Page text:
We spent a week away during December, on a small game farm with my husband’s family. It was wonderful, hot, and beautiful, out there in the bush.
On around Day 5 of the holiday, our toddler started acting up. I don’t know what it was, perhaps she was just homesick, but she became a monster-child, screaming at everyone, emotional about everything, and just plain bratty.
I was suddenly faced with the dilemma on how to deal with her. We applied some of our usual tactics, to which some gentle elderly folk commented that we were being cruel. We softened and tried to work things out reasonably… have you ever tried to reason with a two-year-old? Yeah, exactly. So she played up even more and other comments were made to suggest that we are too soft on our raging toddler.
By Day 6, we were reeling. We had scheduled an outing with the entire family and so off we went to a nearby crocodile farm. The disaster that followed shall be marked as one of my worst parenting days yet. And it’s not because my kid was a monster, which she most definitely was. But it’s because I became the monster. In public. A Psycho-Mom storming around, I finally insisted that my husband take us back to the game lodge, before we could finish lunch.
I completely lost it altogether, and spent most of the day in tears, feeling judged, and worse, knowing that my behaviour probably deserved the judgment. And so while my poor little monster napped, I broke away from all those silent stares, and found a shady spot nearby, and had a good, pathetic cry.
I reflected morosely on the day and realized with horror and self-reproach that I had chosen to make others happy, instead of choosing to keep our family unit stable. In bending our own rules to keep other people happy, I had smudged those precious boundaries that keep my child’s security intact, and she fell apart as a result.
Unfortunately, the damage was done, and it proved difficult to restore the peace to our holiday. Upon our return home we immediately re-implemented our family boundaries, and our child has mercifully recovered to her former delightful self.
Why am I telling you this? Well, firstly to share with other parents: I hope you will learn from my mistakes. You’ve probably already heard it, but so had I: create boundaries, and keep them. Your kid feels safe within those boundaries and moving them around because of the company that you’re in leaves her feeling vulnerable and insecure. Its not fair on anyone, least of all your child.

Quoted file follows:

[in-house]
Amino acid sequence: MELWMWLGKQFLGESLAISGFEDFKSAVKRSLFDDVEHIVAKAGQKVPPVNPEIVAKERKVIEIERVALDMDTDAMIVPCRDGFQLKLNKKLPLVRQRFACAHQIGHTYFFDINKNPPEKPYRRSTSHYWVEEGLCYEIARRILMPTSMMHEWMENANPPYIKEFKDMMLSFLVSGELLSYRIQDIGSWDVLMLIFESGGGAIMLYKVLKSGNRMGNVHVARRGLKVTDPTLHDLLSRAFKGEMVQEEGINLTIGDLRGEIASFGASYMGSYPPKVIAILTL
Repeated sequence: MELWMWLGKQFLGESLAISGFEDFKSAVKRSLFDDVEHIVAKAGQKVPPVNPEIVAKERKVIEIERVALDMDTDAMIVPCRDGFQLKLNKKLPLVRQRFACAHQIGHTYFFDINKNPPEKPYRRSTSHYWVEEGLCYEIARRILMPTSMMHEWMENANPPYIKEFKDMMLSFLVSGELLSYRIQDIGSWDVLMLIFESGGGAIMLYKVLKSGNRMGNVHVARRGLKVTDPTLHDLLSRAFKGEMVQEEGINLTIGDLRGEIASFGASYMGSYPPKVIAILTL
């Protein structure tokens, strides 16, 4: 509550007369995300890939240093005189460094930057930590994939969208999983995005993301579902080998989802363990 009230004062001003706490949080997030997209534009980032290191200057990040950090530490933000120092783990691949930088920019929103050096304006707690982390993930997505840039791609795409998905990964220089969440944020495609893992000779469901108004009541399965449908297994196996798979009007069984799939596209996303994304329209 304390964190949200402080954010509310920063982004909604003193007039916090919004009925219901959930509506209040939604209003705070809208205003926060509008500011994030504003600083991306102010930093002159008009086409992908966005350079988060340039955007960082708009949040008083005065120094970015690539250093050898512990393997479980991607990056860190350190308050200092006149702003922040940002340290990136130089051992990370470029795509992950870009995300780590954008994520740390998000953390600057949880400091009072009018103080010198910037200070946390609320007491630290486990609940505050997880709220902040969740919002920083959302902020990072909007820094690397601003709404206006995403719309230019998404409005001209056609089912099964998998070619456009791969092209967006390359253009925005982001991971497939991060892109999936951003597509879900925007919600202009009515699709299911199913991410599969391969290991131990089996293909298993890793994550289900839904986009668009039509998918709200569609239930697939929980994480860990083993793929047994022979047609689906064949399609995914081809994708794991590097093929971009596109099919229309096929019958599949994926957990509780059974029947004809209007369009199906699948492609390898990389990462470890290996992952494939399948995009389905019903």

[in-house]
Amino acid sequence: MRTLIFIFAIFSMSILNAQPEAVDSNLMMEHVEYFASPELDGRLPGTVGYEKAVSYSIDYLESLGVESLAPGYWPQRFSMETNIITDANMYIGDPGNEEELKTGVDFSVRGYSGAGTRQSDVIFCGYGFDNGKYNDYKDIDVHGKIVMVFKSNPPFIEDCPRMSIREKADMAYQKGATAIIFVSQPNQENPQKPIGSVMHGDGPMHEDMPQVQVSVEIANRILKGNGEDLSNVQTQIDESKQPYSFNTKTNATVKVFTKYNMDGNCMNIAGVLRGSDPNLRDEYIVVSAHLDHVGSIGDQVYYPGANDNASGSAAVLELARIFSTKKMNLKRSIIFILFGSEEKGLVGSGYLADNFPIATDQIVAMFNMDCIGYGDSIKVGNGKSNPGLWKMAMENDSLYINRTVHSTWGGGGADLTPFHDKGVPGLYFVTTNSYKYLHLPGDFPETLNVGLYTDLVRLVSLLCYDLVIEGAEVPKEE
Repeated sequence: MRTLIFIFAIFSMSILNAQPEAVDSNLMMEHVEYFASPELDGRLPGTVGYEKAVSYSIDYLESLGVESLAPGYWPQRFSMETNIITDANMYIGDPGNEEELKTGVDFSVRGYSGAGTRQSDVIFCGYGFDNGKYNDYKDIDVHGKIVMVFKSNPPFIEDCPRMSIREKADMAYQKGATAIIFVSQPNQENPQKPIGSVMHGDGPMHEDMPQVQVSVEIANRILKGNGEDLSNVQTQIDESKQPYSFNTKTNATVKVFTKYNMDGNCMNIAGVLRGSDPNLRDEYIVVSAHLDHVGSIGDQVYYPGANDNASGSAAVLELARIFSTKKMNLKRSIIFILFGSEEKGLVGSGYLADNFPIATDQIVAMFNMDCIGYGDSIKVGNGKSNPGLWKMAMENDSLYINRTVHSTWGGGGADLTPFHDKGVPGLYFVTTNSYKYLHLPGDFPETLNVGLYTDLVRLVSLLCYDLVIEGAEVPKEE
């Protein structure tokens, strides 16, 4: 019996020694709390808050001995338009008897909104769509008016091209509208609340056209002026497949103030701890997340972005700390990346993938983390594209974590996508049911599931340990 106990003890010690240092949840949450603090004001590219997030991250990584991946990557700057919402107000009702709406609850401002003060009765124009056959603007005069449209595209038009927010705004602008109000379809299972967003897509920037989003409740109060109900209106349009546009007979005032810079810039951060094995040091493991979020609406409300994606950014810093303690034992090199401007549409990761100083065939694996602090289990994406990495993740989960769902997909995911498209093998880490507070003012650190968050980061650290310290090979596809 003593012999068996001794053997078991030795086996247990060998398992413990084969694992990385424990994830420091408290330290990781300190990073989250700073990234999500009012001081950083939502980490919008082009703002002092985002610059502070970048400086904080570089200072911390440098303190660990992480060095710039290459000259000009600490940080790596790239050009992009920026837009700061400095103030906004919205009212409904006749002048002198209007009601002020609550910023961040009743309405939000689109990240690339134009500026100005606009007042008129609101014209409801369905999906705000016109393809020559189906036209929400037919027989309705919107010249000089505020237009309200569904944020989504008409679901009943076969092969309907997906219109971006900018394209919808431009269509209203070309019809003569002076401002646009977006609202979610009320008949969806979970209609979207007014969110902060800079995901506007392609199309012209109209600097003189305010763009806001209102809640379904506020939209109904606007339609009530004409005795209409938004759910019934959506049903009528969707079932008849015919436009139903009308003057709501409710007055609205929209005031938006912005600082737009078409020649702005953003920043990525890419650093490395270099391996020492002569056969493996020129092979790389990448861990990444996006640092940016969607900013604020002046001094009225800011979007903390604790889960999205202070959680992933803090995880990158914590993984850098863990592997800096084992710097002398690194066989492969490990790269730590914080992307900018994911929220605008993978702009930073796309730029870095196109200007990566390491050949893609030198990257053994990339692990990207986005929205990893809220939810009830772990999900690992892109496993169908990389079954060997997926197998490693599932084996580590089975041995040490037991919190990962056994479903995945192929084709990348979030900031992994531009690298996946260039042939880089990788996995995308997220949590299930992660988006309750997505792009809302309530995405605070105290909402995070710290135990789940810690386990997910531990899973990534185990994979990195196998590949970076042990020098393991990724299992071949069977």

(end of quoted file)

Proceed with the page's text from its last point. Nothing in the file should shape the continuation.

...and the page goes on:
And secondly, as a human being, I learned a nasty little truth about myself: I am a chronic people-pleaser. It’s a horrid, destructive trait, and I am finally realizing (after 31 years) that I will never make everyone happy. I find that a hard and bitter pill to swallow, so desperate am I for the approval of people around me, especially those I care for.
What I learned is this (and I am sharing in hopes that you will also examine your own life): When I am pleasing others with my parenting, I fail as a mother. When I am pleasing others at work, I am a poor employee. When I am pleasing others at church, I fail as a worshiper.
You never reach your own full potential – in anything – when you are trying to please other people.
You get it: the irony is that as you are trying so hard to impress and please, you become so busy seeking the feeling of approval that you fail at the essential task at hand, whether it be mothering, working, doing a hobby, pursuing higher understanding or relationship with God.
The difference between seeking guidance and people-pleasing is this:
True guidance will add to your situation, build you up, and enforce what you are setting out to do. True guidance will bring you peace and empower you to better achieve what you have set out to do.
People-pleasing will detract from your situation, will distract you from what you need to do. It will crush you under a burden of guilt, feelings of judgment and ultimately, failure.
Learn these things and you will free yourself to live within a world fraught with opinions, without laying waste to your own potential.